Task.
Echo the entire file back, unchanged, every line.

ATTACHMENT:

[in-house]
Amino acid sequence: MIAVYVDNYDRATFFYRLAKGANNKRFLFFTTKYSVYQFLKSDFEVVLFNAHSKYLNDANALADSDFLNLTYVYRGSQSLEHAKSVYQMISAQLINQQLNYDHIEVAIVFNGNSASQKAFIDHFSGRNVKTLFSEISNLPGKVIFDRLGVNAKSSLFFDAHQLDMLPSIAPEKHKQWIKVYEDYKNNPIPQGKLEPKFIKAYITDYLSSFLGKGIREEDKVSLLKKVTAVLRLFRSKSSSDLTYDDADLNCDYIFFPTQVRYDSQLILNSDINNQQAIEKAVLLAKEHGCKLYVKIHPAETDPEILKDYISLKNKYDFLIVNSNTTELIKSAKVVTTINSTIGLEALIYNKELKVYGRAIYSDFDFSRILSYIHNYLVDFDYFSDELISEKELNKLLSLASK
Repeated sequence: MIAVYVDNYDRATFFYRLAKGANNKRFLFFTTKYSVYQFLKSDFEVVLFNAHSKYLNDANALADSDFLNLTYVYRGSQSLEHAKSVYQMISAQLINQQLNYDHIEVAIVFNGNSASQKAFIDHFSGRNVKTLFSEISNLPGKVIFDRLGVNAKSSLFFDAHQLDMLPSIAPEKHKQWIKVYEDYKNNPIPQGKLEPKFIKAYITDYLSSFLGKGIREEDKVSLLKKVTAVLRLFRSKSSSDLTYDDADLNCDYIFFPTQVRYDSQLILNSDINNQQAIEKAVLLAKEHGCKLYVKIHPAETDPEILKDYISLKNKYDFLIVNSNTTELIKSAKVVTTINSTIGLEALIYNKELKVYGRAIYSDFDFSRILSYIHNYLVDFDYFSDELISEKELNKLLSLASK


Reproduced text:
[in-house]
Amino acid sequence: MIAVYVDNYDRATFFYRLAKGANNKRFLFFTTKYSVYQFLKSDFEVVLFNAHSKYLNDANALADSDFLNLTYVYRGSQSLEHAKSVYQMISAQLINQQLNYDHIEVAIVFNGNSASQKAFIDHFSGRNVKTLFSEISNLPGKVIFDRLGVNAKSSLFFDAHQLDMLPSIAPEKHKQWIKVYEDYKNNPIPQGKLEPKFIKAYITDYLSSFLGKGIREEDKVSLLKKVTAVLRLFRSKSSSDLTYDDADLNCDYIFFPTQVRYDSQLILNSDINNQQAIEKAVLLAKEHGCKLYVKIHPAETDPEILKDYISLKNKYDFLIVNSNTTELIKSAKVVTTINSTIGLEALIYNKELKVYGRAIYSDFDFSRILSYIHNYLVDFDYFSDELISEKELNKLLSLASK
Repeated sequence: MIAVYVDNYDRATFFYRLAKGANNKRFLFFTTKYSVYQFLKSDFEVVLFNAHSKYLNDANALADSDFLNLTYVYRGSQSLEHAKSVYQMISAQLINQQLNYDHIEVAIVFNGNSASQKAFIDHFSGRNVKTLFSEISNLPGKVIFDRLGVNAKSSLFFDAHQLDMLPSIAPEKHKQWIKVYEDYKNNPIPQGKLEPKFIKAYITDYLSSFLGKGIREEDKVSLLKKVTAVLRLFRSKSSSDLTYDDADLNCDYIFFPTQVRYDSQLILNSDINNQQAIEKAVLLAKEHGCKLYVKIHPAETDPEILKDYISLKNKYDFLIVNSNTTELIKSAKVVTTINSTIGLEALIYNKELKVYGRAIYSDFDFSRILSYIHNYLVDFDYFSDELISEKELNKLLSLASK